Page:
• Transform magazine
  • April 22, 2024

Top

Unarchiving rich histories through design

Caspar Lam

Caspar Lam, partner at Synoptic Office and assistant professor of communication design at Parsons School of Design, discusses the importance of businesses unlocking the human stories in their archival data to communicate ideas, build experiences, and cultivate new audiences.

Language around ‘archiving’ and ‘histories’ is usually reserved for museums or hefty academic texts – but these themes are hugely powerful when it comes to elevating, developing and evolving brands.

Design has the power to both tell and unearth a brand’s history. In turn, these histories can prove to be superbly powerful, resonant tools for brand design itself – when used correctly.

Unarchiving histories work well with cultural organisations, but it equally lends itself easily to consumer lifestyle brands. In a liquid modern world, tradition is something that is less tangible but is nonetheless important to a consumer using brands to ground their own identity.

Certain brands have the luxury of a vast archive already that can be mined for evolutions in their identity design, or tangential product lines. Fashion and lifestyle brands are arguably the most fortunate in that respect: think about the likes of Nike, which frequently revive designs of yesteryear to evolve product lines. 

Smart brands capitalise on such histories by evoking moods and ideas from the past – something an increasingly nostalgia-obsessed younger audience seems to yearn for. This idea of grounding a brand (and in turn, its consumers) in the past is a smart move; it concurrently serves to cement that brand in the present, and bring existing and new audiences with them into the future.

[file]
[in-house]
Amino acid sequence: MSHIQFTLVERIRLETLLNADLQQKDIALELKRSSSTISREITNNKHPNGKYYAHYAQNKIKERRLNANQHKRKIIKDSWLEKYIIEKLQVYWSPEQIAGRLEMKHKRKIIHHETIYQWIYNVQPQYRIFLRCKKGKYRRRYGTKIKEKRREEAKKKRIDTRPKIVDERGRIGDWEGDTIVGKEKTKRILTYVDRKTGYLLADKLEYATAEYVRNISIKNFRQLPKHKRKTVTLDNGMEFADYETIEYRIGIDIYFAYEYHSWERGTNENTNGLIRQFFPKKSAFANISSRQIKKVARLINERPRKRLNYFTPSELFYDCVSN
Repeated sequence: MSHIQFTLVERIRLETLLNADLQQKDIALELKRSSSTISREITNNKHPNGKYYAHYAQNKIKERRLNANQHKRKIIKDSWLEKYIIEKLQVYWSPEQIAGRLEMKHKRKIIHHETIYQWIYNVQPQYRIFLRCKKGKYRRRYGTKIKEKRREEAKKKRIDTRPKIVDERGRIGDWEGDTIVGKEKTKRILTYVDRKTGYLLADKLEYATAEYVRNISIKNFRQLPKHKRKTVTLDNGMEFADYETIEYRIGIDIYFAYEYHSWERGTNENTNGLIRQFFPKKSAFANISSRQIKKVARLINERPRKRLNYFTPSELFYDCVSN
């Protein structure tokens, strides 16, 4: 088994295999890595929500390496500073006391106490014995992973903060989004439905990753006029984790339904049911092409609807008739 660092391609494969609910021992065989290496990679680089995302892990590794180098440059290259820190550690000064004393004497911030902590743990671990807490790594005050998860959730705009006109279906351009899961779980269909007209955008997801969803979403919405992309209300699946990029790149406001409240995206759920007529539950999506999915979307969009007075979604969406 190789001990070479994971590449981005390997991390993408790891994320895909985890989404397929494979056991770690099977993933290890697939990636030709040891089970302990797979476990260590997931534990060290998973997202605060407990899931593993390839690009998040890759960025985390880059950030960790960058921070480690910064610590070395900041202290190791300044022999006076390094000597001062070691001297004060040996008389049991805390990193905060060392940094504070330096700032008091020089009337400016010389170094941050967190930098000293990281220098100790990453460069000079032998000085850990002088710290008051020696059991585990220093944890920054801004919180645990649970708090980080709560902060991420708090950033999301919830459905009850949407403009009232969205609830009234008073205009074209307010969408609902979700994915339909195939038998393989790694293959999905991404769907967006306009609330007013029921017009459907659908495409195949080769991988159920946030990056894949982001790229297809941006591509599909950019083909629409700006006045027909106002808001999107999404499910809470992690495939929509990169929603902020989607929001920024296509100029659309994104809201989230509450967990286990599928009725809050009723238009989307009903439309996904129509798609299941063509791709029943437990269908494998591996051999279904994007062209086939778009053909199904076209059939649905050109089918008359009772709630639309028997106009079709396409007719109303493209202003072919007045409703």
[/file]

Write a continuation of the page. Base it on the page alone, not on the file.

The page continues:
The ability to use histories, and the ways in which you do so, is highly context dependent. Arguably, it’s most challenging for tech and consumer electronic companies – from the big guns like IBM and Xerox, founded in 1911 and 1906 respectively, to the newest emerging start-ups in AI – with their focus on innovation and the future. Relying on legacy and ‘traditional’ history conjures negative connotations and seem at odds with their brand values, in which the past becomes a footnote.

However, the increasingly rapid pace of trend cycles means that now, there’s a not-insignificant audience interested in, and collecting, older tech – even that as recent as the late 90s and early 00s. Nostalgia for the recent past is a really interesting phenomenon; there's an interest in computing history that wasn't there even five or 10 years ago. This opens a door to how you leverage history in even consumer electronics brands; and is reflected in the way more lifestyle-led tech brands are responding. Nintendo, for instance, revived its classic games to please today’s audiences – even the Gen Alpha consumers.

But using history and archives in brand design isn’t about latching onto the latest fads and adhering to trend cycles: for brands to do it well, they must do so in a way that’s totally authentic. Getting to the core of a brand begins way before the visual – it's all about the strategy, and the values the brand wants to project and maintain. 

For organisations with a longer history, brand designers can use the design history to evolve those values from the past and make them relevant again. In either case, for old and new brands alike, marrying an audience’s familiarity with those values with their knowledge of a brand’s visual assets sets the precedent for retaining, shifting, or re-imagining a brand’s design.

It ultimately comes down to ensuring those values are consistent and true in the organisations' past, present, and future: there’s no point using a brand’s ‘history’ that’s been post-engineered to fit with whatever you want to say or do in the here and now.